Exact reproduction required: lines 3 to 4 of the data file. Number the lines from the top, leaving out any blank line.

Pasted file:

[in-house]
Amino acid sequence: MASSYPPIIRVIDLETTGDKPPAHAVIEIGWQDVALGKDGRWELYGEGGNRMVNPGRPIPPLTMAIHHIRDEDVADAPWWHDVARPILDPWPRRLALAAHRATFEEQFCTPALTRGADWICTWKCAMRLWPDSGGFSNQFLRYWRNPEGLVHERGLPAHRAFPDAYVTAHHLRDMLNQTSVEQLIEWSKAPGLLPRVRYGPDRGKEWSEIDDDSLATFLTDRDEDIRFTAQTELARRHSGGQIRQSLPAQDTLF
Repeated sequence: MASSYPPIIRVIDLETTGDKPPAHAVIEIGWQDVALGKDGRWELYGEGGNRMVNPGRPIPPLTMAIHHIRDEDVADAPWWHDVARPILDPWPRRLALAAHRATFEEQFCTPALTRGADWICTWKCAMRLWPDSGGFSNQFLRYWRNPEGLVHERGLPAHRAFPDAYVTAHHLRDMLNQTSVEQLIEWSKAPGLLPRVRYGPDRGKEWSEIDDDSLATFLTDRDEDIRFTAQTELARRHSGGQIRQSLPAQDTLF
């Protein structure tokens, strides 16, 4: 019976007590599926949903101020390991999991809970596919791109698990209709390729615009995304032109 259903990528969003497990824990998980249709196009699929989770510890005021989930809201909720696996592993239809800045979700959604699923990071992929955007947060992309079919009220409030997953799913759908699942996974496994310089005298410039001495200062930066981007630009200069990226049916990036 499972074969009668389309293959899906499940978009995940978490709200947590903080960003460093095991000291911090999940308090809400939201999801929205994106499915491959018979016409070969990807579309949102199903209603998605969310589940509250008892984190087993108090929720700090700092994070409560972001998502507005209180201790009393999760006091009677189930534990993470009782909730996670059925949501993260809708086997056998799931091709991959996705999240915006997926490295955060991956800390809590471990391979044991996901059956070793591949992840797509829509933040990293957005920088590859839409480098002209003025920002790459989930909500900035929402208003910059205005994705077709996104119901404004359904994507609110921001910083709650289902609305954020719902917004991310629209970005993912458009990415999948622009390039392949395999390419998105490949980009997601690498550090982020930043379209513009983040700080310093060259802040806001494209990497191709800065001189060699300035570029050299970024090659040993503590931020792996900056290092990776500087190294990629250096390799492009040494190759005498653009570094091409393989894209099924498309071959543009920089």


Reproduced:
Repeated sequence: MASSYPPIIRVIDLETTGDKPPAHAVIEIGWQDVALGKDGRWELYGEGGNRMVNPGRPIPPLTMAIHHIRDEDVADAPWWHDVARPILDPWPRRLALAAHRATFEEQFCTPALTRGADWICTWKCAMRLWPDSGGFSNQFLRYWRNPEGLVHERGLPAHRAFPDAYVTAHHLRDMLNQTSVEQLIEWSKAPGLLPRVRYGPDRGKEWSEIDDDSLATFLTDRDEDIRFTAQTELARRHSGGQIRQSLPAQDTLF
């Protein structure tokens, strides 16, 4: 019976007590599926949903101020390991999991809970596919791109698990209709390729615009995304032109 259903990528969003497990824990998980249709196009699929989770510890005021989930809201909720696996592993239809800045979700959604699923990071992929955007947060992309079919009220409030997953799913759908699942996974496994310089005298410039001495200062930066981007630009200069990226049916990036 499972074969009668389309293959899906499940978009995940978490709200947590903080960003460093095991000291911090999940308090809400939201999801929205994106499915491959018979016409070969990807579309949102199903209603998605969310589940509250008892984190087993108090929720700090700092994070409560972001998502507005209180201790009393999760006091009677189930534990993470009782909730996670059925949501993260809708086997056998799931091709991959996705999240915006997926490295955060991956800390809590471990391979044991996901059956070793591949992840797509829509933040990293957005920088590859839409480098002209003025920002790459989930909500900035929402208003910059205005994705077709996104119901404004359904994507609110921001910083709650289902609305954020719902917004991310629209970005993912458009990415999948622009390039392949395999390419998105490949980009997601690498550090982020930043379209513009983040700080310093060259802040806001494209990497191709800065001189060699300035570029050299970024090659040993503590931020792996900056290092990776500087190294990629250096390799492009040494190759005498653009570094091409393989894209099924498309071959543009920089």